If politicians are going to take your money and give it to billion-dollar Hollywood studios, the least they can do is tell you how much they're actually handing out.
According to The New York Post, the state of New York won't even provide that courtesy. New York forks over the most money of any state, with a cap of $420 million in taxpayer money annually going to film studios—a total of over $1.5 billion since 2006.
The state legislature has ordered Empire State Development (ESD), which runs the film subsidy program, to disclose specific tax credit figures for each production, but ESD has refused to provide that information, claiming it takes years to calculate the final subsidy totals.
This claim is eyebrow-raising, as the state with the second-largest tax break total, California, lists such information on its website every year. (When you can point to California as a paradigm of government transparency, you know you have issues, New York.)
Research has shown that for every tax dollar lost in revenue to film tax credits, benefiting productions generate less than 30 cents in economic activity. According to the Post, many of the credits given to this year's Oscar Best Picture–winner Birdman were not so much even reductions in taxes as they were merely cash grants.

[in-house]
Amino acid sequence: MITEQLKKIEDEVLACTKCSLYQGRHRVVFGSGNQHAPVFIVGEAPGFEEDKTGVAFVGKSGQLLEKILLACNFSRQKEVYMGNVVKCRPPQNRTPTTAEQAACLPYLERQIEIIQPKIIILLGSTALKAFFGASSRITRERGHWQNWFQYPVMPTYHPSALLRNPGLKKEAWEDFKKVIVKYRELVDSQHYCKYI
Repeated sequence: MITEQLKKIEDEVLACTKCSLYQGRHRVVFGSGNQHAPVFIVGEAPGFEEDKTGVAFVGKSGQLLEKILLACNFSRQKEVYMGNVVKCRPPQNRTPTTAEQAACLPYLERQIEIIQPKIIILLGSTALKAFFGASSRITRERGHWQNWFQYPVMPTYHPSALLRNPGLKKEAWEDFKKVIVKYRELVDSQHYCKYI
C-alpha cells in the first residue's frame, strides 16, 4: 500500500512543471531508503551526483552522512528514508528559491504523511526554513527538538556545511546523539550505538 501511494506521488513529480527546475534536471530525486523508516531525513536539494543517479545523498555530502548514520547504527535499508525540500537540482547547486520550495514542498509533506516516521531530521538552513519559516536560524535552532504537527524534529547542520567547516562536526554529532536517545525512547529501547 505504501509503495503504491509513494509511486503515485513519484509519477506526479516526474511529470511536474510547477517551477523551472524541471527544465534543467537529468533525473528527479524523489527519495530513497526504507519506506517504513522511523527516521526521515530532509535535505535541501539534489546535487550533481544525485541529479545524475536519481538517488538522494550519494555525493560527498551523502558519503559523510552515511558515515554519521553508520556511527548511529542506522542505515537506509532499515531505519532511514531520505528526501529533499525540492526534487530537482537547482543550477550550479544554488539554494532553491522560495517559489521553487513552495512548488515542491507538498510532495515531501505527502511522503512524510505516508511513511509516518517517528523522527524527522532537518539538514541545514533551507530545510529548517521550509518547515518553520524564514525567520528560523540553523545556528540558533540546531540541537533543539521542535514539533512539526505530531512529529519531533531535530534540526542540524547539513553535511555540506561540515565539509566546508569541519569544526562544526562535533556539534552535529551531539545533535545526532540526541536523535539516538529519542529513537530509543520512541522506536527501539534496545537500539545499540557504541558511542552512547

Star-struck politicians often attempt to justify these crony deals by claiming studios wouldn't film in their states without them, and that the subsidies bring jobs. As Michigan and many other states have shown, though, these policies have had laughably negligible effects on jobs and instead merely line the coffers of Hollywood studios at the expense of local taxpayers.
New York doesn't even follow this line of thought, though. The state gave out massive subsidies to NBC's "Tonight Show" and CBS's "Late Show" despite neither giving any indication it would leave New York without them.
Luckily, New York is part of what seems to be a shrinking number of states offering film tax credits. In 2010, 40 states doled out $1.4 billion in such arrangements. Last year, only 32 states had such programs in place.
In her acceptance speech for Best Supporting Actress at Sunday's Academy Awards, Patricia Arquette gave a shout out to "every taxpayer and citizen of this nation." They certainly deserved it, since a good chunk of nearly every American production was paid for on their dime.